COA majority: Conditional language is still a threat

The Indiana Court of Appeals affirmed a man’s conviction for Class A misdemeanor intimidation in a 2-1 decision after it found the conditional language he used in the threat placed his victim in danger of retaliation for a lawful act.

Victor Roar was near his sister Ametrua’s apartment, which was managed by Tracy Olive. When Roar saw Olive put an eviction notice in Ametrua’s back door, he yelled at Olive. He told her she was being unprofessional and then threatened to kill her if she came back on the property. He was charged with intimidation as a Class D felony, but that was reduced to a Class A misdemeanor after he was convicted. Roar appealed.

Roar challenged the sufficiency of the evidence against him and said the conditional language he used isn’t enough evidence to show he placed his victim in fear of retaliation for a lawful act. He also said the state erred in admitting certain evidence against him.

The COA majority said the evidence against Roar was clear-cut and more than sufficient to sustain the charge against him. He clearly made a threat, and it was clearly as a result of the eviction notice. Roar cited C.L. v. State, 2 N.E.3d798,801 (Ind Ct. App. 2014), in which a majority declared conditional threats cannot demonstrate an intent to place a victim in fear for retaliation of a lawful act. But Judge Edward Najam, who wrote the decision in this case and dissented in C.L. v State, said the court got that opinion wrong.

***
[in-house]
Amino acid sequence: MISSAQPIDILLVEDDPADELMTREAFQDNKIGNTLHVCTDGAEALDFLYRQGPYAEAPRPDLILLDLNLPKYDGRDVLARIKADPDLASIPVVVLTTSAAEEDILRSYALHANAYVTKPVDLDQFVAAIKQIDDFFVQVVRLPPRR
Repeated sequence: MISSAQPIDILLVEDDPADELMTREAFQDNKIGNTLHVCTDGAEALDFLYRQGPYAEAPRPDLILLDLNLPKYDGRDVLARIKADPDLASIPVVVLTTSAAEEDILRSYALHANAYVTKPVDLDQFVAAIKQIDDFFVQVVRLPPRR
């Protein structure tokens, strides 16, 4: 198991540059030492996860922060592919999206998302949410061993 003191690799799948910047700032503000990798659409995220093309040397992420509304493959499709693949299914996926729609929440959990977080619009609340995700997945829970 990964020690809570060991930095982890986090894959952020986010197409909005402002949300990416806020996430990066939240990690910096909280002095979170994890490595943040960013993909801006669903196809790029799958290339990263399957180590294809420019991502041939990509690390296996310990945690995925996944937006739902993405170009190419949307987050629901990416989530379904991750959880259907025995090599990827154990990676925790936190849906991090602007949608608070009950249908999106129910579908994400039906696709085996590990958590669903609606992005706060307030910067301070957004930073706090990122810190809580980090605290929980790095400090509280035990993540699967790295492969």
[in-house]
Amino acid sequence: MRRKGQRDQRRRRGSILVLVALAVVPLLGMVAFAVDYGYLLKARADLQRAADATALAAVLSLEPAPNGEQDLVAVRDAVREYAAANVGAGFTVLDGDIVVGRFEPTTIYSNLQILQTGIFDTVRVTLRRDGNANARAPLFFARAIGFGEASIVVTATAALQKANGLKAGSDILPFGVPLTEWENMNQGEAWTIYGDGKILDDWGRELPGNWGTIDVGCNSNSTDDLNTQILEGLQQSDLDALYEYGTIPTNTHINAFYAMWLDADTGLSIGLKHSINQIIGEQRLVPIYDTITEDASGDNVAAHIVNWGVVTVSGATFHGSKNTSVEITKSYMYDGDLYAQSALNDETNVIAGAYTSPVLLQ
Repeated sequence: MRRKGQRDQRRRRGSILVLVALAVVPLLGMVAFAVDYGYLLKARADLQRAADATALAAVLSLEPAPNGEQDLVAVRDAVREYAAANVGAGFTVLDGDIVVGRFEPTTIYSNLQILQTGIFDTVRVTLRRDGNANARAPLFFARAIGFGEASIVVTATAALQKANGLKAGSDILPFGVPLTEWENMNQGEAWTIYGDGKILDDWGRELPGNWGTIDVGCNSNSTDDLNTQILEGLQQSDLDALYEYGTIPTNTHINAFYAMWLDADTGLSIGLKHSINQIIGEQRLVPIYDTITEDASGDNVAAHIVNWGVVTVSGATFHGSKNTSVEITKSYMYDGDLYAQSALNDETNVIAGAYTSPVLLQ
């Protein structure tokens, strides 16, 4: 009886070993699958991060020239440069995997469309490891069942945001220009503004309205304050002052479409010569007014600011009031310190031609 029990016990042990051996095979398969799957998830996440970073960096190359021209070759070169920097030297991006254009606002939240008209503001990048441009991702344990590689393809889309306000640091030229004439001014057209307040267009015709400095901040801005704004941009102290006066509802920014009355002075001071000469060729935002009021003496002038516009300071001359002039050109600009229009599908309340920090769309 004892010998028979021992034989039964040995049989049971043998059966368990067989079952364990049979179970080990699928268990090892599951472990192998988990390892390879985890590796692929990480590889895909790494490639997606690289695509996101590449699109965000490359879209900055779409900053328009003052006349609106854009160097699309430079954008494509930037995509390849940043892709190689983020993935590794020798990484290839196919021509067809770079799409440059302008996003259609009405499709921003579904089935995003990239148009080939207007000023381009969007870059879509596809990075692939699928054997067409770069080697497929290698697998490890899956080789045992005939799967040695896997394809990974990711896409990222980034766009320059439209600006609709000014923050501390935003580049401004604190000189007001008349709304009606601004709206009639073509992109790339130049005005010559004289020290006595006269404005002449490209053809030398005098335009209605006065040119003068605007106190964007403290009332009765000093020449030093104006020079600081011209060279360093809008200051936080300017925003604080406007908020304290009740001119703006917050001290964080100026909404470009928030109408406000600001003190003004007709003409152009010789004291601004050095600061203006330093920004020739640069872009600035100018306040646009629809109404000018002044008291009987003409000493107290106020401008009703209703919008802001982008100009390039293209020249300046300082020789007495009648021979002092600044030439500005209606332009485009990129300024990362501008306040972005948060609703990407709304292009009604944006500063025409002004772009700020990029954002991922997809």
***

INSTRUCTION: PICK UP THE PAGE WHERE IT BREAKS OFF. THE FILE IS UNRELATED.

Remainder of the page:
Najam wrote that C.L. v State was “an unreasonable interpretation of our intimidation statute. Threats are, by definition, expressions of an intention to do a future thing, and thus, to some degree, all threats are conditional.”

Najam said Roar asked the COA to reweigh evidence on appeal.

“Roar asks this court to reweigh the evidence on appeal by giving exclusive weight to the first seven words of his threat to Olive while simultaneously discrediting all other evidence. We will not reweigh the evidence on appeal.”

Roar also claimed the trial court abused its discretion in the admission of a phone call Ametrua made to Olive after Roar intimidated Olive. However, there is enough evidence to convict Roar without the phone call, so the admission of the evidence was harmless.

Judge Melissa May dissented in the opinion, saying she would reverse it. She said the state was required to prove Roar threatened Olive so she would be in fear of retaliation for a prior lawful act. However, she said Roar’s threat was for a future lawful act, returning to his sister’s property.

May believed the opinions in C.L. v State and a similar case, Causey v. State, 45 N.E. 3d 1239 (Ind. Ct. App 2015) were right, and the court should not have gone against them.

The case is Victor Roar v. State of Indiana, 49A02-1506-CR-506


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